The University of North Carolina released its response to the third notice of allegations -- officially, the "second amended" notice of allegations -- on Thursday, disputing the specifics of the NCAA's allegations and arguing jurisdiction in the school's academic scandal. 

North Carolina's defense against the NCAA's five major allegations, which include the naming of football and men's basketball as of the most recent updated response, focuses on whether athletes where favored or steered to the selection of the many anomalous classes in the Department of African and Afro-American Studies.

The school has disputed the previous findings in the school-commissioned Wainstein Report, arguing that only 29.4 percent of the students in these classes (many no-show or "paper" classes) where athletes. UNC argues that jurisdiction over the anomalous classes falls to the school's academic creditor, the Southern Association of Colleges and Schools Committee on Colleges.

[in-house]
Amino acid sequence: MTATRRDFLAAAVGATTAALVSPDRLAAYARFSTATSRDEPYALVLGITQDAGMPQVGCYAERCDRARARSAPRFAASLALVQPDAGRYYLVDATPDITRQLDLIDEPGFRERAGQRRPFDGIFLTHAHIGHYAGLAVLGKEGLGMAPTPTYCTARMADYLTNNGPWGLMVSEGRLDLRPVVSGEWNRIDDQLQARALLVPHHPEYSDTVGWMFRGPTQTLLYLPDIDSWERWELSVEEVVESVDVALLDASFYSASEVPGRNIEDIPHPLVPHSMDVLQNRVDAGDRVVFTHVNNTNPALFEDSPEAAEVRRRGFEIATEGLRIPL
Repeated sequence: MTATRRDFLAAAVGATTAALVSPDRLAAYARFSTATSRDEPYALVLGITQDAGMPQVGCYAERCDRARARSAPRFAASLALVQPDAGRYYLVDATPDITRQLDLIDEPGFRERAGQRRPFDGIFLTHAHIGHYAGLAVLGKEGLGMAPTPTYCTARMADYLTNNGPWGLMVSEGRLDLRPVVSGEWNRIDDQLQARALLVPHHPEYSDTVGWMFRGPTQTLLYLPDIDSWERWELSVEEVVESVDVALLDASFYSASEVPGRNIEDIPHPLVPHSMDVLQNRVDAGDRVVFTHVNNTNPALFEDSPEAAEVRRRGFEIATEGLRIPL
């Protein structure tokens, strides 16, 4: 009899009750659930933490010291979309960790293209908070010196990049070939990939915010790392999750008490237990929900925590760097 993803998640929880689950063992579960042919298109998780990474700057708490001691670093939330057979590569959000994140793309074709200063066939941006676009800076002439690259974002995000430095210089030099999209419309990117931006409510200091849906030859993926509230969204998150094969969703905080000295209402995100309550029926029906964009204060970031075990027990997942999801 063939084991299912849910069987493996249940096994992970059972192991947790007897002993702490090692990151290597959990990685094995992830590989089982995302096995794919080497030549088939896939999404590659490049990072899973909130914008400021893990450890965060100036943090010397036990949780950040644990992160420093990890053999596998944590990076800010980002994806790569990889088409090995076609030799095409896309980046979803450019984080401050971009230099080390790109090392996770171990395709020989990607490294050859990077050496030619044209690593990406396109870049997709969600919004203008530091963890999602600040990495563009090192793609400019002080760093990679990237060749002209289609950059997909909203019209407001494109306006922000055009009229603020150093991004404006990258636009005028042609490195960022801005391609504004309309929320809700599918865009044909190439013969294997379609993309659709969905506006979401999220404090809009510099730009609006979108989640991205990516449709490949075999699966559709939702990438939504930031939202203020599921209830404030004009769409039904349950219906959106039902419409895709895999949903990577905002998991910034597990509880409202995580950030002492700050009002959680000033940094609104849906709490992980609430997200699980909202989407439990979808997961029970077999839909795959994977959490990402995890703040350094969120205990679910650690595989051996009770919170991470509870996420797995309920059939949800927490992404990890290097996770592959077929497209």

"The fundamental issue in our case is that the NCAA by-laws cover athletics matters, not how academics are managed," North Carolina athletic director Bubba Cunningham said in a teleconference with reporters on Thursday. "We thoroughly address academic oversight with our accrediting agency, which is the proper governing body for academic issues.

"Our reply to each allegation is based on the NCAA's constitution and member-adopted by-laws. We expect the committee on infractions to consistently apply these by-laws as the case moves forward."

The next step in the case, which has been ongoing since 2011 when a plagiarized paper leaked online, is for the school to face the NCAA's Committee on Infractions, which is led by SEC commissioner Greg Sankey. The two sides have already met once in a "procedural hearing" in October. UNC's football program was previously under NCAA investigation and received a postseason ban in 2012, among other sanctions, for impermissible agent benefits.